Kulbhushan Jadhav Case: Pakistan Denies Second Consular Access to India


New Delhi: Pakistan has denied India second consular access to former Navy commander Kulbhushan Jadhav who has been sentenced to death by a military court on the basis of extracted confession of "espionage and terrorism" following a closed trial in April 2017, news agency ANI has reported.

"There would be no second consular access to Kulbhushan Jadhav," ANI quoted Pakistan foreign ministry spokesperson Mohammad Faisal as saying.

Following the first consular access on September 2, India had said that Jadhav seemed to be under "extreme pressure to parrot a false narrative" supporting the charges slapped on him.

India's Deputy High Commissioner in Islamabad Gaurav Ahluwalia had met Jadhav in a sub-jail for over an hour after Islamabad granted consular access to him in line with the International Court of Justice (ICJ) directions.

The meeting between the senior Indian diplomat and Jadhav was the first since he was arrested on charges of alleged espionage three years ago. According to Pakistani media, the venue of the meeting was not divulged due to the sensitivity of the matter.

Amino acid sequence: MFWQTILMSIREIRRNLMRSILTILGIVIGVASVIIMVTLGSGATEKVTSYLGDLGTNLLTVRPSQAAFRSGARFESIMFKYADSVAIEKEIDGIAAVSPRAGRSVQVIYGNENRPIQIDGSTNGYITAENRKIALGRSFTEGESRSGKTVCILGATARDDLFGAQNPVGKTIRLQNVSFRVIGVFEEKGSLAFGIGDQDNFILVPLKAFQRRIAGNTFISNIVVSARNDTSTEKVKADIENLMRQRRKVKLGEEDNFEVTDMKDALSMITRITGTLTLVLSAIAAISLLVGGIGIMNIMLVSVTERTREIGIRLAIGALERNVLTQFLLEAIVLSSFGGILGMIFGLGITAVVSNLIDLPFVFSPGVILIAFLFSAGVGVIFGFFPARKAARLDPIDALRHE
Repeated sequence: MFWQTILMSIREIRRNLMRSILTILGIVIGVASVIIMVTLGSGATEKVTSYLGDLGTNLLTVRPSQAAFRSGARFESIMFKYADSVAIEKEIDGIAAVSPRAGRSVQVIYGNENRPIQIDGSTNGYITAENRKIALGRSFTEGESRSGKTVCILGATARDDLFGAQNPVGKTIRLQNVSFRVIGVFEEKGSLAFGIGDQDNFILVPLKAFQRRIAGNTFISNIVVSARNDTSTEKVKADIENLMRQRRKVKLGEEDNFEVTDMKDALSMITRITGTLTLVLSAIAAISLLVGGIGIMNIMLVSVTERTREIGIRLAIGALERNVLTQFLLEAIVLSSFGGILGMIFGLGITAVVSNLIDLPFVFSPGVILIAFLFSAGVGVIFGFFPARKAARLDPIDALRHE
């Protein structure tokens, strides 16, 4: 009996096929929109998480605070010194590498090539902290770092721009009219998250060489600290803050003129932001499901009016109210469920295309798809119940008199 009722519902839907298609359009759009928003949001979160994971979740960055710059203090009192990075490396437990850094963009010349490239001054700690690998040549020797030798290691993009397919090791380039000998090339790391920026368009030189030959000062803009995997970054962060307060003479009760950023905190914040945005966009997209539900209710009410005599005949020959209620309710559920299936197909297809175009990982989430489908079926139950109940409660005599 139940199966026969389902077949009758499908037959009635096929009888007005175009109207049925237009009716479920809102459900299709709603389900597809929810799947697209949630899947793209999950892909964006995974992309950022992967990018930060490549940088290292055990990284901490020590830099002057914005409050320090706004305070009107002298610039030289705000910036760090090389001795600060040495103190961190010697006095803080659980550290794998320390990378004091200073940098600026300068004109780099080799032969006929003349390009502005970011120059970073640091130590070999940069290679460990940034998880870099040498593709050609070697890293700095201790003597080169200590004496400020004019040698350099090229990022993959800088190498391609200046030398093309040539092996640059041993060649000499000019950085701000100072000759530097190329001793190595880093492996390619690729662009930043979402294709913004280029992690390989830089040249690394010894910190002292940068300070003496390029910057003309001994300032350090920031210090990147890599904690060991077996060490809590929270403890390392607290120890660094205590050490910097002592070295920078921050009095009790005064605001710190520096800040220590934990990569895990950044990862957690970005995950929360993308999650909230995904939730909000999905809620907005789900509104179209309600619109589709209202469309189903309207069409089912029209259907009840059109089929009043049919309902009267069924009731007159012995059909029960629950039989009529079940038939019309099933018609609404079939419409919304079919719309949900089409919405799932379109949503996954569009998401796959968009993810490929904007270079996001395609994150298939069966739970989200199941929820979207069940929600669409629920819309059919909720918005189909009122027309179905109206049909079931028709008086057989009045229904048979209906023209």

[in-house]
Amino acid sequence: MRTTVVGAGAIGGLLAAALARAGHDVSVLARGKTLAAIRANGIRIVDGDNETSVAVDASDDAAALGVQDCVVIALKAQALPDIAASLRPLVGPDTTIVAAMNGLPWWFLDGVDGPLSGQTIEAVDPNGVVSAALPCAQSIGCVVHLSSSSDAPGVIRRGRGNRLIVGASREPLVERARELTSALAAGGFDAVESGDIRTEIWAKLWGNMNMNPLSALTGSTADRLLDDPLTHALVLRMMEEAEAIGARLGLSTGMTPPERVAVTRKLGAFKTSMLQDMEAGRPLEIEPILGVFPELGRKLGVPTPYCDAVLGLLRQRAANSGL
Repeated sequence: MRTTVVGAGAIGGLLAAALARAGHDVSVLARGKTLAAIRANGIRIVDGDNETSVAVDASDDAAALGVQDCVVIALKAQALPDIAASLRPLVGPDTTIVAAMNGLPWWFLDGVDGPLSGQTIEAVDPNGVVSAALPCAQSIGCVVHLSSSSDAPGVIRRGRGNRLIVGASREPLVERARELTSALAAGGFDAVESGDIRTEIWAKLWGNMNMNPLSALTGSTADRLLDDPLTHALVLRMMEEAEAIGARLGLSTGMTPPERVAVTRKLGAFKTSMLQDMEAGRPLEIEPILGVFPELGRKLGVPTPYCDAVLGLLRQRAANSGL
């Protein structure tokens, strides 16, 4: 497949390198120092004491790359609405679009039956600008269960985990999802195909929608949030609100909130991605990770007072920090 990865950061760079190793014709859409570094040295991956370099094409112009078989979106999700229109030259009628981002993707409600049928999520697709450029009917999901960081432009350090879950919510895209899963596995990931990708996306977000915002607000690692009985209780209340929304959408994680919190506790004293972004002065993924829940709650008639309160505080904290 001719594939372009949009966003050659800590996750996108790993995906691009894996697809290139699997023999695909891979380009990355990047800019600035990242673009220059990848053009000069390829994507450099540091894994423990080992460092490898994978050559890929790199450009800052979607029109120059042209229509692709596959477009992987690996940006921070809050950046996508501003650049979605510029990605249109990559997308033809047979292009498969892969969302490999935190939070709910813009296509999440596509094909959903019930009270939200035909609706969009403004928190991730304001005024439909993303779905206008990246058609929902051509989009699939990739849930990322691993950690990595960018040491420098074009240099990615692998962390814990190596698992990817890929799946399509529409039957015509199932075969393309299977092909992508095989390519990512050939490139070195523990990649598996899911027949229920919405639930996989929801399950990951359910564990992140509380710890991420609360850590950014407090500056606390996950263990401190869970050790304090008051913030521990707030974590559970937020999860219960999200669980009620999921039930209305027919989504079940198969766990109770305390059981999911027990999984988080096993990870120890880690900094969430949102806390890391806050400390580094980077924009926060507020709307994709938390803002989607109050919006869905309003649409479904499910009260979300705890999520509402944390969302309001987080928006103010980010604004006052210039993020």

Following the meeting, the Ministry of External Affairs had said that while India was still awaiting a comprehensive report, it was clear that Jadhav "appeared to be under extreme pressure to parrot a false narrative to bolster Pakistan's untenable claims".

MEA spokesperson Raveesh Kumar had said the consular access was a part of the binding obligations of Pakistan, as ordered by the ICJ, to ensure "effective review and reconsideration of the conviction and sentence awarded to Jadhav through a farcical process".

Jadhav was allegedly "arrested" from Balochistan by Pakistani security forces on March 3, 2016. In April 2017, he was sentenced to death by a military court, after which India approached the ICJ.

Pakistan has claimed that Jadhav was arrested after he entered the country from Iran. India has, however, rejected Pakistan's claims and has always maintained that Jadhav was kidnapped when he was in Iran on a business trip.

In its July 17 verdict, the ICJ had directed Pakistan for continued stay on the death sentence of Jadhav and to provide him consular access.

India had declined the earlier offer of consular access to Jadhav as Pakistan had set some conditions, like insisting that it will have its own person present during the meeting between Indian officials and Jadhav.

Pakistan had refused to allow Indian officials to meet Jadhav ever since his "arrest".